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Articles by O.I.A. Oluremi
Total Records ( 2 ) for O.I.A. Oluremi
  O.I.A. Oluremi , V.O. Ojighen and E.H. Ejembi
  A feeding trial was conducted with one week old one hundred and fifty Anak broiler chickens to assess the nutritive potentials of sun dried sweet orange (Citrus sinensis) rind (SOR). They were randomly assigned to five dietary groups in which rind replaced maize at 0, 5, 10, 15, and 20% levels in both starter and finisher diets. Each group had thirty broilers and replicated thrice. The birds were fed ad libitum for a nine-week period during which performance indices and carcass cuts and organs were evaluated. Experimental diets had no significant effect (p>0.05) on feed intake, body weight gain, water consumption, water: feed ratio, feed conversion ratio and feed cost per broiler while final live weight was affected significantly (p< 0.05). Increasing dietary SOR content beyond 15% reduced growth rate, which cumulatively caused a decrease in final live weight. Diets had significant effect only thigh+drumstick and the abdominal fat, and the dressing percentage values of broilers on the SOR diets were higher those on the control. The liver of chickens on the 20% SOR replacement treatment manifested hypoplasia. The study has shown that dried SOR can be used to replace dietary maize in the diet of broilers at 15% level.
  O.I.A. Oluremi , P.M. Mou and A.Y. Adenkola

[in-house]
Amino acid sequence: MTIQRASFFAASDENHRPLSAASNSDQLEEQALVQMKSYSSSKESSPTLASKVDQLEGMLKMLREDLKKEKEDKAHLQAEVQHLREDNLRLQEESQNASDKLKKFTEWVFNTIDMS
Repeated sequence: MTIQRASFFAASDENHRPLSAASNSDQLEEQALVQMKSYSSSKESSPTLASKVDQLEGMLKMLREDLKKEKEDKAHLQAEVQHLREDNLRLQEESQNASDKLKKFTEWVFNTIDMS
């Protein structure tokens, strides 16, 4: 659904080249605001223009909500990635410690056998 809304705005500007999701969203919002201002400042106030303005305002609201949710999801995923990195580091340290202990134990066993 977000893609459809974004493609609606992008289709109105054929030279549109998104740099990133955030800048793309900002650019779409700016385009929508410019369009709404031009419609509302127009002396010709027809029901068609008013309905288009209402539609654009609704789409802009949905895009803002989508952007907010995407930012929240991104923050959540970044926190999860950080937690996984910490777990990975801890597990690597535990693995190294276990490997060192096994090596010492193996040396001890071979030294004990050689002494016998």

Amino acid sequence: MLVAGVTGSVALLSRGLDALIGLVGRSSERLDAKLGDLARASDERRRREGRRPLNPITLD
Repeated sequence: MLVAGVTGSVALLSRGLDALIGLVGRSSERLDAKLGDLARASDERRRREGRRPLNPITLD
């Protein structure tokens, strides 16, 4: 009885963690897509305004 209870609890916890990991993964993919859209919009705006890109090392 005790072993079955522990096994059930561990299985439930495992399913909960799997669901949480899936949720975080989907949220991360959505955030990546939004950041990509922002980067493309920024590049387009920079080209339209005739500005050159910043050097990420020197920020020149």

A 70 day feeding trial was conducted with 120, 7day old Anak 2000 broiler chicks to study the effects of fermentation of sweet orange (Citrus sinensis) fruit peels on its replacement value as a dietary energy source. Sweet orange peels fermented for duration of 0, 24 and 48 h and thereafter dried and ground were used to each replace maize in the control diet at 30% level. The chicks were divided into four groups, each group replicated three times at the rate of ten chicks per replicate. A group each was assigned to one of the four isonitrogenous diets: CD (control), SP0D SP24D and SP48D, compounded. The performance, carcass quality and weights of the visceral organs were evaluated. Fermentation of sweet orange peels depressed the mean feed intake, body weight gain and live weight of broilers among the treatment groups highly significantly (p< 0.01) the longer its duration. The performance of broilers in the orange peel based diets was inferior to the control. Fermentation of sweet orange peels caused significant disproportionate growth in % live weight of shoulder (p< 0.05) and neck+back (p< 0.01). Utilization of sweet orange peels significantly reduced (p< 0.05) the % live weight of the abdominal fat thus improving the nutritive value of the meat. Kidney was the only visceral organ significantly affected (p< 0.05) by the diets. The fermentation procedure in this study has proved inadequate to harness the nutritional potential of the sweet orange fruit peel.
 
 
 
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